Hidden Figures | Margot Lee Shetterly- This was the first audiobook I've listened to, and it was incredible! The women in this story were so inspiring- they led the way in so many areas: in their workplaces, their churches, their families. They worked tirelessly to pave the way for their race, their communities, and the next generation. I have so much respect and admiration for each woman and her story. I learned so much about math and space science, but in a way that was never boring. The story is one I'd especially recommend for educators and moms and daughters to read together. These women accomplished so much, especially considering the discrimination and  career-related obstacles they faced. I believe theirs is a story that needs to be told! I'd definitely recommend picking this one up.

The Nix | Nathan Hill- This was a GOOD book. It had all the elements I love in a story; it was deep, intelligent, witty; it had two of the most detestable but well-written characters I've ever read; and the story carried me excitedly along, right through all 600+ pages! I love when a book takes diverse characters and seemingly unrelated subjects- online gaming? the Chicago protests of 1968? Norwegian fishermen?- and mixes them into a seamless, intriguing storyline. If you loved well-turned, thoughtful writing, this book is for you.

The Ocean at the End of the Lane | Neil Gaiman- This is the second audiobook I listened to this month, and before we get to the story, let me gush for a moment about Neil Gaiman's narration. His slow, deep, nuanced voice was perfect for this magical story- he even did the accents! His love for his story was so evident in his narration, and the afterword only added to the entire experience. This book had a similar feel to The Graveyard Book (the only other Gaiman book I've read) although it felt deeper and darker to me. I loved that it was told from a seven year old's perspective; the childish observations made the seriously creepy things a little more palatable. The genre was a bit out of my comfort zone, but I ended up really enjoying this book!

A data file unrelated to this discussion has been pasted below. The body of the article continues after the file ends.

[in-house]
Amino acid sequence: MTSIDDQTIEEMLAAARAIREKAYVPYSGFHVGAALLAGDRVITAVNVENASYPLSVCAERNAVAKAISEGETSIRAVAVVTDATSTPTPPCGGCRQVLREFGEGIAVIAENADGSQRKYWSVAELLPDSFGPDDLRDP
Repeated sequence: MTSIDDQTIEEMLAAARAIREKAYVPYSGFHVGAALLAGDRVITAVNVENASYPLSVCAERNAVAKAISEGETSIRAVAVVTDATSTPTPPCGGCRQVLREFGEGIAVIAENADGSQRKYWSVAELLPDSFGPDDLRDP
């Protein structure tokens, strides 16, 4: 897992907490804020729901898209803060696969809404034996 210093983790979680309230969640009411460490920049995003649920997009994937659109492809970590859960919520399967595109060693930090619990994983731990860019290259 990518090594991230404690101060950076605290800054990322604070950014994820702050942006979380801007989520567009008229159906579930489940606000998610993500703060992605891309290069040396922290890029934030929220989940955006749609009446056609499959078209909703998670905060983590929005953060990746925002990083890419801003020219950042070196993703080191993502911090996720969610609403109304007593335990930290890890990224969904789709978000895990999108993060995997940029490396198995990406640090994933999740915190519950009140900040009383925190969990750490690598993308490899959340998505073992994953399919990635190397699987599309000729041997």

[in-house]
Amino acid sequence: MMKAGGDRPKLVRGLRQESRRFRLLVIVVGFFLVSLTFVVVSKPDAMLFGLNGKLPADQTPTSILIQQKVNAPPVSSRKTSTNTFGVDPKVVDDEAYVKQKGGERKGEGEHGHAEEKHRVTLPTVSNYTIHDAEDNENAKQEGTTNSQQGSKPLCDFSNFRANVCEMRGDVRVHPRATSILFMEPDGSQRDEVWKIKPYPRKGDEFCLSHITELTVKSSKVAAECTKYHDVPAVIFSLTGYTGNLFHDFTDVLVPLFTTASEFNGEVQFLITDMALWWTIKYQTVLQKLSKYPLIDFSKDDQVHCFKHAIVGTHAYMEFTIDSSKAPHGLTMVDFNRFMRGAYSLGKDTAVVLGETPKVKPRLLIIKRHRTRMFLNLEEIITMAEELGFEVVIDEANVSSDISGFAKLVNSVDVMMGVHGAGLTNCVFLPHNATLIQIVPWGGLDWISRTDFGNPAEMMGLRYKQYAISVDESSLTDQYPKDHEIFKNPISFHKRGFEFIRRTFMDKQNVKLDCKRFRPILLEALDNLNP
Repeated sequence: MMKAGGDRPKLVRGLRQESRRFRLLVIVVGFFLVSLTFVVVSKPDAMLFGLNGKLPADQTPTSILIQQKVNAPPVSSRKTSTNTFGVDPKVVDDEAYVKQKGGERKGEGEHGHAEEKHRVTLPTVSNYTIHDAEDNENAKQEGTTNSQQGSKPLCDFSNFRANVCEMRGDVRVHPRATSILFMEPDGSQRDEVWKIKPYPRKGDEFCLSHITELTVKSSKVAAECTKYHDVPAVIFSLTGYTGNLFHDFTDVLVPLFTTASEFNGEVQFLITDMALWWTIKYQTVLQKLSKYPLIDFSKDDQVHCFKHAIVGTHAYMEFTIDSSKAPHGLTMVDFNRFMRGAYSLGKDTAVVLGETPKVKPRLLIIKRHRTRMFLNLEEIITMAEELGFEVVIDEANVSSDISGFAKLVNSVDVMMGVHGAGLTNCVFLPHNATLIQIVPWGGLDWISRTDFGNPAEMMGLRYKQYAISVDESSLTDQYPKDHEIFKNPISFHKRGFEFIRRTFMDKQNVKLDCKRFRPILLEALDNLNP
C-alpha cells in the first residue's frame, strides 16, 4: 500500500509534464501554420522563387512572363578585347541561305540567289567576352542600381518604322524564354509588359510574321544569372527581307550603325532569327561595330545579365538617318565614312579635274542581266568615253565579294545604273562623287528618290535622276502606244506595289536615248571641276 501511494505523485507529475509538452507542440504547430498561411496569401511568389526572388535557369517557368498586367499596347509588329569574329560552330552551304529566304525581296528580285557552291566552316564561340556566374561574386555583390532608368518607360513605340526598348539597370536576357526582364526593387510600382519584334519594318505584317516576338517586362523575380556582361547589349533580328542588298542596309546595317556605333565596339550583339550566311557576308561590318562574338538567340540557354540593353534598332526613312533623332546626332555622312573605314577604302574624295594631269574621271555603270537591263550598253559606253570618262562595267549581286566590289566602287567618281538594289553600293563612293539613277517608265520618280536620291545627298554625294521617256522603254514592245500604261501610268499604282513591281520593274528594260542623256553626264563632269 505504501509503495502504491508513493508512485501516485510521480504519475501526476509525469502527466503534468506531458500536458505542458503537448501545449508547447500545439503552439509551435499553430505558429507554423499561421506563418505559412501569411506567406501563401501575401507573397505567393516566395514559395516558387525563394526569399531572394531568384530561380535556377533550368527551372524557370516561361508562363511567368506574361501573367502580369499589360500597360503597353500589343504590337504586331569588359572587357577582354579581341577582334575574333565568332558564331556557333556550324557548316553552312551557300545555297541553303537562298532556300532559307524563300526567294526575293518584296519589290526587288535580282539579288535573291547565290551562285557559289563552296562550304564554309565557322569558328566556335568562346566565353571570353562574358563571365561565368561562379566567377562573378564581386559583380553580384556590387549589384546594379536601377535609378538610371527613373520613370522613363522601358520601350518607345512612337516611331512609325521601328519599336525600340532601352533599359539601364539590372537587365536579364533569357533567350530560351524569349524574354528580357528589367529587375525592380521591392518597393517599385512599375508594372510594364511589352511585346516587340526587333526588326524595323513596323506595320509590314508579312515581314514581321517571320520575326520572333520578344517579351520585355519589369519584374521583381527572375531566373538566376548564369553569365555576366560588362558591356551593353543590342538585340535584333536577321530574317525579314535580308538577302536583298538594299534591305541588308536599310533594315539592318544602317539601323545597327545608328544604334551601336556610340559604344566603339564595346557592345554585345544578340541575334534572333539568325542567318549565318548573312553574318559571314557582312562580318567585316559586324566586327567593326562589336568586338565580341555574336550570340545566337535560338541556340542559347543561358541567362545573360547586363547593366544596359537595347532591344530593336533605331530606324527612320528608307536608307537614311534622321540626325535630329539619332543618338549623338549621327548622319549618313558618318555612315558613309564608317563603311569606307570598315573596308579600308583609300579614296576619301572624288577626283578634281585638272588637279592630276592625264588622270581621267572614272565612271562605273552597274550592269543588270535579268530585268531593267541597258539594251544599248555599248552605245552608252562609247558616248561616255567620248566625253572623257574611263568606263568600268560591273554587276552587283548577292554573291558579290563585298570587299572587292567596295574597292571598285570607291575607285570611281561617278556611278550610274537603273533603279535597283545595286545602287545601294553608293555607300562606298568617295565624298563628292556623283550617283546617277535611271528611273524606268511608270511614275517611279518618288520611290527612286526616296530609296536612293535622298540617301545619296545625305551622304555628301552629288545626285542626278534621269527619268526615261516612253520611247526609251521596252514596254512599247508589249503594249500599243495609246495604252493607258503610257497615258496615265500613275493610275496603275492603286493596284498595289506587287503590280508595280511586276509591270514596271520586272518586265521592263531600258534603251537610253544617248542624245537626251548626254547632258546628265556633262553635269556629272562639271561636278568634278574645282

Dear Ijeawele, or A Feminist Manifesto in Fifteen Suggestions | Chimamanda Ngozi Adichie-  Adichie's manifesto was little in size only- It was so clear, concise, and empowering! I loved that her feminist message was well balanced, thoughtful, and kind. She wasn't brash or hateful, and truly encouraged the kind of feminism that strives for real equality. Although the book was short, I found myself writing down so many quotes and each of the suggestions. The ideas presented felt attainable and practical. I'd recommend this as a starting point for people interested in feminism who find the subject a little daunting. 

The Royal We | Heather Cocks and Jessica Morgan- I HAD to include this really fun read for you guys! Despite the fact that it's unabashedly royal fan-fiction, the story is very well written, with well-thought out characters and a gripping plot line. It was a quick read, but not necessarily a dumb one, which actually surprised me a little bit! I'd recommend this if you are looking for a fun read that still has a little substance to it. I don't usually pick up books in the "beach read" genre, but I unapologetically loved this book and think you will too! 

Posts In July

Other Notes

We had the honor of being chosen for the Modern Mrs. Darcy's launch team for her new book, Reading People, out September 19th! If you pre-order you'll receive a couple of perks: a free download of the audiobook and free access to Anne's amazing online personality class! We'll be sharing more snippets over on Instagram as we get closer to the release!

We also accepted an ambassadorship with Little Brown and Co., so expect to see us featuring some of our favorite new releases over on instagram and on here in the months to come.

We aren't getting paid for any of this, just happy to be reading and sharing books we genuinely love. Trust us, if we hate it, or even feel it's mediocre, it's not gonna show up here (or you'll definitely know we didn't like it)! All of this is simply in effort to diversify our reading lives and join the conversations and community around books in a new way.

This post is part of the Modern Mrs Darcy Link Up!